Home
Social Media Links https://www.facebook.com/chiropracticforward/ Chiropractic Forward Podcast Facebook GROUP https://www.facebook.com/groups/1938461399501889/ Twitter YouTube https://www.youtube.com/channel/UCtc-IrhlK19hWlhaOGld76Q iTunes https://itunes.apple.com/us/podcast/chiropractic-forward-podcast-chiropractors-practicing/id1331554445?mt=2 Player FM Link https://player.fm/series/2291021 Stitcher: https://www.stitcher.com/podcast/the-chiropractic-forward-podcast-chiropractors-practicing-through TuneIn https://tunein.com/podcasts/Health–Wellness-Podcasts/The-Chiropractic-Forward-Podcast-Chiropractors-Pr-p1089415/ About the Author & Host Dr. Jeff Williams – Fellow of the International Academy of Neuromusculoskeletal Medicine (FIANM) and Board Certified Diplomate of the American Board of Forensic Professionals (DABFP) – Chiropractor in Amarillo, TX, Chiropractic Advocate, Author, Entrepreneur, Educator, Businessman, Marketer, and Healthcare Blogger & Vlogger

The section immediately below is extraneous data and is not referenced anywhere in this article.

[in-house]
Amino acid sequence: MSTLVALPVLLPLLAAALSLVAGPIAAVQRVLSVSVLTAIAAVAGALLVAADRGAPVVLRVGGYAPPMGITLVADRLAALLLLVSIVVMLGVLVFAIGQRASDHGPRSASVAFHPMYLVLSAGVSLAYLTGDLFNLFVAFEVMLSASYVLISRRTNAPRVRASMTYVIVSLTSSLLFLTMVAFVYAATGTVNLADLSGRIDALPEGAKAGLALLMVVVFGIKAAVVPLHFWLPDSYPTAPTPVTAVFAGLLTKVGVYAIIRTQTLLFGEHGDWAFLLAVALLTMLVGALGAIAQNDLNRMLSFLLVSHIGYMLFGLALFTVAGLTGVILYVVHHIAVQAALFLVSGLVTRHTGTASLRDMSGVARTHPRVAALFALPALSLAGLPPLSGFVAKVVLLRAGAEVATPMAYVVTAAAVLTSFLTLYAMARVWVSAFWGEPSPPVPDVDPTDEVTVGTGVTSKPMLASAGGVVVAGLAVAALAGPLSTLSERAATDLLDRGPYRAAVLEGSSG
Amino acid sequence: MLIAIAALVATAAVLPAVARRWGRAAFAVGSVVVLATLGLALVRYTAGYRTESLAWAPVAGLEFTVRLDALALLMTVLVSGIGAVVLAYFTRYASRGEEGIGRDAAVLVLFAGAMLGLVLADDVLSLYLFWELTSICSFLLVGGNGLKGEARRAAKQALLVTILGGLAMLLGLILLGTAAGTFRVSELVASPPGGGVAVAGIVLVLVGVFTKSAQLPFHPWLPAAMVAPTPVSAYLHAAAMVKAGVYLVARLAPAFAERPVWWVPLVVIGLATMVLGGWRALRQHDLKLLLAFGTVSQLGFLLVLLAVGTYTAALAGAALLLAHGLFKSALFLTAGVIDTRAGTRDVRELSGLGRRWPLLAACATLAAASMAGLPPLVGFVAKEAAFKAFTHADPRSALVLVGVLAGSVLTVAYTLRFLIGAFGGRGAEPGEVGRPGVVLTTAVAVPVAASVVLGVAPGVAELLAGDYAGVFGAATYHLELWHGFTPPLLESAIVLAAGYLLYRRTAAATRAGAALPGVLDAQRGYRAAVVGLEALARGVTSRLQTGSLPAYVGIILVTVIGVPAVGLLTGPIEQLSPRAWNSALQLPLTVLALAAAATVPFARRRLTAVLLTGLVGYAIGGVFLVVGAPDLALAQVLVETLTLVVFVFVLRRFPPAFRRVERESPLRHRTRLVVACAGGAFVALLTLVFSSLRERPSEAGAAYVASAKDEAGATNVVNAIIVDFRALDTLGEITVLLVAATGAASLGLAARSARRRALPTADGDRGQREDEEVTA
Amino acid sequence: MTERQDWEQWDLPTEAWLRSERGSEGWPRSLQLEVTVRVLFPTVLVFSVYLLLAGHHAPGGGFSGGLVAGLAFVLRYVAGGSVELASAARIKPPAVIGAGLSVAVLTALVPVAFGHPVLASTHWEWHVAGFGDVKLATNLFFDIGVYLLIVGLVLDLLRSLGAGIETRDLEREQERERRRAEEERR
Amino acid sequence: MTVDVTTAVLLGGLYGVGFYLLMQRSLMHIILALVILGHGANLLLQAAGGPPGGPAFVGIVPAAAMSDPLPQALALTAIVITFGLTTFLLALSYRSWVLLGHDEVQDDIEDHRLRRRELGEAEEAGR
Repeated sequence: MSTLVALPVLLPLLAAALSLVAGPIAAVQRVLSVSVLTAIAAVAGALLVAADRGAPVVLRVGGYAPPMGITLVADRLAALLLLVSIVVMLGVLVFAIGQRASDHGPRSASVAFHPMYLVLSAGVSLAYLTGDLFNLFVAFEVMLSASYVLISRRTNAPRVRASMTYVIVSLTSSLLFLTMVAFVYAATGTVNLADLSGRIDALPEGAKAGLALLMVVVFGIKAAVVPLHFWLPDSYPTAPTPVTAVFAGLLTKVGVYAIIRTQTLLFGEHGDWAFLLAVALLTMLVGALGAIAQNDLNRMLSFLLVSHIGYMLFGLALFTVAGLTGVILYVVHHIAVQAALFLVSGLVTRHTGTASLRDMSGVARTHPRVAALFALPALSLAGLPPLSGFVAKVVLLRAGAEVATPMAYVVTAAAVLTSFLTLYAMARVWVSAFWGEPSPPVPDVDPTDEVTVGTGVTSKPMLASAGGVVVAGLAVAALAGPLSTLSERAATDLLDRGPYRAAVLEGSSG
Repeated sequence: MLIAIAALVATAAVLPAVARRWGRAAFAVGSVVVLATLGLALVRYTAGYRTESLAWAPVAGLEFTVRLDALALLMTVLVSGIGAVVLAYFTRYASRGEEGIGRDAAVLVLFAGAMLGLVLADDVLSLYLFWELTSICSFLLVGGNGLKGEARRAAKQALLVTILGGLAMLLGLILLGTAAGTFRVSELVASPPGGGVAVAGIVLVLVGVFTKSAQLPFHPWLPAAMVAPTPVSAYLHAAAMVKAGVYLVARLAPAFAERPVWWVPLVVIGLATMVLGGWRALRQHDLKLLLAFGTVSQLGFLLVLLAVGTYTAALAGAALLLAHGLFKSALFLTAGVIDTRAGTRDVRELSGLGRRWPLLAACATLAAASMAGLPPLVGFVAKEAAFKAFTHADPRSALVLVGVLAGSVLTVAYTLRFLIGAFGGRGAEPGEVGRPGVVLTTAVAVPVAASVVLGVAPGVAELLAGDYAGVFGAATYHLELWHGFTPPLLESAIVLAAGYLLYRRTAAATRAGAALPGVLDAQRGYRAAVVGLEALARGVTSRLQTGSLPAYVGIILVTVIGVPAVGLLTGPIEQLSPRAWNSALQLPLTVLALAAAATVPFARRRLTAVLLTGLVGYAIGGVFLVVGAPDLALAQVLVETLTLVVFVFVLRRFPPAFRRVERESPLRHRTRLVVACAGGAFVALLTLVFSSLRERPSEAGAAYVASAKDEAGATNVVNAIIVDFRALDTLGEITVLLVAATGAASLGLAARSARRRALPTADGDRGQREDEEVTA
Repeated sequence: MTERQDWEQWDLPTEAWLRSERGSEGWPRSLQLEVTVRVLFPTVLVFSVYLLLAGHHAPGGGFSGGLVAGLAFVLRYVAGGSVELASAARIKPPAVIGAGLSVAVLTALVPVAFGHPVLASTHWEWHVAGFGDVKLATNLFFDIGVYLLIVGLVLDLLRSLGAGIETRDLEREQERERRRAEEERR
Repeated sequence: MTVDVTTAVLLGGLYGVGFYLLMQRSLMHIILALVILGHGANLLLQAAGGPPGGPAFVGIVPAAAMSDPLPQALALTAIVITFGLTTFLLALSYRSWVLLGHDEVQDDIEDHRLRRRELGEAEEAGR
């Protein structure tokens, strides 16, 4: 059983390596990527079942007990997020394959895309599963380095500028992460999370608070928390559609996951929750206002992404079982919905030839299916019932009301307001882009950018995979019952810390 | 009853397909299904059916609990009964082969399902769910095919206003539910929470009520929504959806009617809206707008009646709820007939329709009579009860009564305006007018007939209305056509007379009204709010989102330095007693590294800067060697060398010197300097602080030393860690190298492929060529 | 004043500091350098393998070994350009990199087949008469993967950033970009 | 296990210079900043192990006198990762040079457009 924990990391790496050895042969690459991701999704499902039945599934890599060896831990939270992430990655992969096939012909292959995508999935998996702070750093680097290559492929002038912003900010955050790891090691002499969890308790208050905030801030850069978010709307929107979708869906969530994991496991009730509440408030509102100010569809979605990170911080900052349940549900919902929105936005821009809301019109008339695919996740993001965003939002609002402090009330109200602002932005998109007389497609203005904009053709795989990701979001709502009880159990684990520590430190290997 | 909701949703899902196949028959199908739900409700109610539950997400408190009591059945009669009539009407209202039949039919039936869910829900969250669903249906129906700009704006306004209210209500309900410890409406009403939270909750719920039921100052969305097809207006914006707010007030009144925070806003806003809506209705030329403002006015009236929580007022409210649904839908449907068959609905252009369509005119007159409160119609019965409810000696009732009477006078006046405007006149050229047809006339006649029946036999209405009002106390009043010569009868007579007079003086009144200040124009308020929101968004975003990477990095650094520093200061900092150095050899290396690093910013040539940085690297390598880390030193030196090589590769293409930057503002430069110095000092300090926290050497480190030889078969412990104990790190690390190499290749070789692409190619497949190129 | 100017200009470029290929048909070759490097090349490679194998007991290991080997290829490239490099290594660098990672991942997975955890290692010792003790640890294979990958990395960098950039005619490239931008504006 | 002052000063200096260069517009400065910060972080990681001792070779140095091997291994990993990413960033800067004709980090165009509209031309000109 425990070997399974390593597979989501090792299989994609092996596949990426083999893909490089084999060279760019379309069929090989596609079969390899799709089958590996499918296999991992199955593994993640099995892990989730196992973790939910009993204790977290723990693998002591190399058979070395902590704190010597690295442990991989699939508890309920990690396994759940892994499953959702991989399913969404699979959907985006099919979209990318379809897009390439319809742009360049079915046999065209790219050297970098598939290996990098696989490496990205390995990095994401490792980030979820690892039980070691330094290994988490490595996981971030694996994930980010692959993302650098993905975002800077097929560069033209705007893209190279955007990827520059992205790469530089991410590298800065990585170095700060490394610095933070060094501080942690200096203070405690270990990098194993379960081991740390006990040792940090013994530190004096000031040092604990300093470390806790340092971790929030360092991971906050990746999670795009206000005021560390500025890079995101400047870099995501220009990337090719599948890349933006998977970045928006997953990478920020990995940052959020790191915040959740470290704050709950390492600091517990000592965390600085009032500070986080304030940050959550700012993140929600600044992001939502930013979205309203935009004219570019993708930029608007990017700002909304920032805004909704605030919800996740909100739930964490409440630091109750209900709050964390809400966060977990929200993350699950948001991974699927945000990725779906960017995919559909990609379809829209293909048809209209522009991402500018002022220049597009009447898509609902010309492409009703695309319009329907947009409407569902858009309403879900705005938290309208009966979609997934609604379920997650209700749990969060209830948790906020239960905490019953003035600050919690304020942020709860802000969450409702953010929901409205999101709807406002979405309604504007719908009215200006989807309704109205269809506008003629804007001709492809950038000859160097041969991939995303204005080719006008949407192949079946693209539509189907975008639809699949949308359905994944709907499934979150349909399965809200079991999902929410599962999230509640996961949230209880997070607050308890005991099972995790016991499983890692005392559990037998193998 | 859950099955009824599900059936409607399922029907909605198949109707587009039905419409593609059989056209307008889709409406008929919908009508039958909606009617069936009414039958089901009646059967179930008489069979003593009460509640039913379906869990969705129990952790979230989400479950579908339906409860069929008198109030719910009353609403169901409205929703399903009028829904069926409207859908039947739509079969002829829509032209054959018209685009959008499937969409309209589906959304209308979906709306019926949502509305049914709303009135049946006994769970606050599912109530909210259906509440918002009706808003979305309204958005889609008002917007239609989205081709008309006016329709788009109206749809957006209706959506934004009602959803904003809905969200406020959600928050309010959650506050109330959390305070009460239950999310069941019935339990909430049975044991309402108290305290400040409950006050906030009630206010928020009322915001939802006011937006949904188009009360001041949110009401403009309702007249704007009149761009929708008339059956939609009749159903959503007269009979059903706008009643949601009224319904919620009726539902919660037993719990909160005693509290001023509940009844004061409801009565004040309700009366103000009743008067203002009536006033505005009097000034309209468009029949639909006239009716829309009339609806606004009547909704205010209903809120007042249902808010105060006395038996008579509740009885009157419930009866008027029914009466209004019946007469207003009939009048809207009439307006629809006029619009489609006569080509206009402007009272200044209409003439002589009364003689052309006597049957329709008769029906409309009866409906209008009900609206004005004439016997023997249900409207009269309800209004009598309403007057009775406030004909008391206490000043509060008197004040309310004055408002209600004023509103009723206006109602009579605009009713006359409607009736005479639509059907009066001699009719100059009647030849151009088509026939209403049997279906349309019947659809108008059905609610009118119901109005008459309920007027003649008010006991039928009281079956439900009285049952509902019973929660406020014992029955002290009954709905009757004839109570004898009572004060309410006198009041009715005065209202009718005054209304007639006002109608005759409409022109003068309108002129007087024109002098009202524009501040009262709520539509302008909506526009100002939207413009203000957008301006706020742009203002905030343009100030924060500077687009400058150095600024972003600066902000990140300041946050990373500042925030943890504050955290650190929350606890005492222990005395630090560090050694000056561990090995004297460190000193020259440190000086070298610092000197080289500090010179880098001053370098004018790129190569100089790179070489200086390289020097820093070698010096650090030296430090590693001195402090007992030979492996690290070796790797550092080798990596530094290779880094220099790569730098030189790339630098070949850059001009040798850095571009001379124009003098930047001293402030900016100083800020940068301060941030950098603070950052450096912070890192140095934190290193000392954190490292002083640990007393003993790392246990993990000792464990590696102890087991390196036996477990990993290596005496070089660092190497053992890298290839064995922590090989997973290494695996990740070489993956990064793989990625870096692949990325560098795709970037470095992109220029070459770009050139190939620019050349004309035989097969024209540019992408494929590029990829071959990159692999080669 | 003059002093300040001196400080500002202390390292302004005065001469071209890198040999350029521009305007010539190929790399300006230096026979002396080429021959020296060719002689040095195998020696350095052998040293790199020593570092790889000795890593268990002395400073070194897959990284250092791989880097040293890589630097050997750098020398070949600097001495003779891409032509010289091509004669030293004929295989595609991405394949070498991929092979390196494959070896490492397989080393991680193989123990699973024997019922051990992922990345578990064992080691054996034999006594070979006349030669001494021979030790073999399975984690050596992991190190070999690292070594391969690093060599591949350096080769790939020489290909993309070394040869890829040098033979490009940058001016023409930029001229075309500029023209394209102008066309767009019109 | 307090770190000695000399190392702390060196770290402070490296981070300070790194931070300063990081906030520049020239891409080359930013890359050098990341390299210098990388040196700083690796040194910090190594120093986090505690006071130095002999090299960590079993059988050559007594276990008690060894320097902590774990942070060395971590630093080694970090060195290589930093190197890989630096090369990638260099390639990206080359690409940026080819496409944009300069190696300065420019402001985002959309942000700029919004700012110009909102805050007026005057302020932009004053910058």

Chronic Pain Central Sensitization & Patient Barriers To Physical Therapy

CF 316: Chronic Pain Central Sensitization & Patient Barriers To Physical Therapy Today we’re going to talk about Chronic Pain Central Sensitization & Patient Barriers To PT and, I would argue….chiropractic care. But first, here’s that sweet sweet bumper music    

Purchase Dr. Williams’s book, a perfect educational tool and chiropractic research reference for the daily practitioner, from the Amazon store TODAY!

Chiropractic evidence-based products

Integrating Chiropractors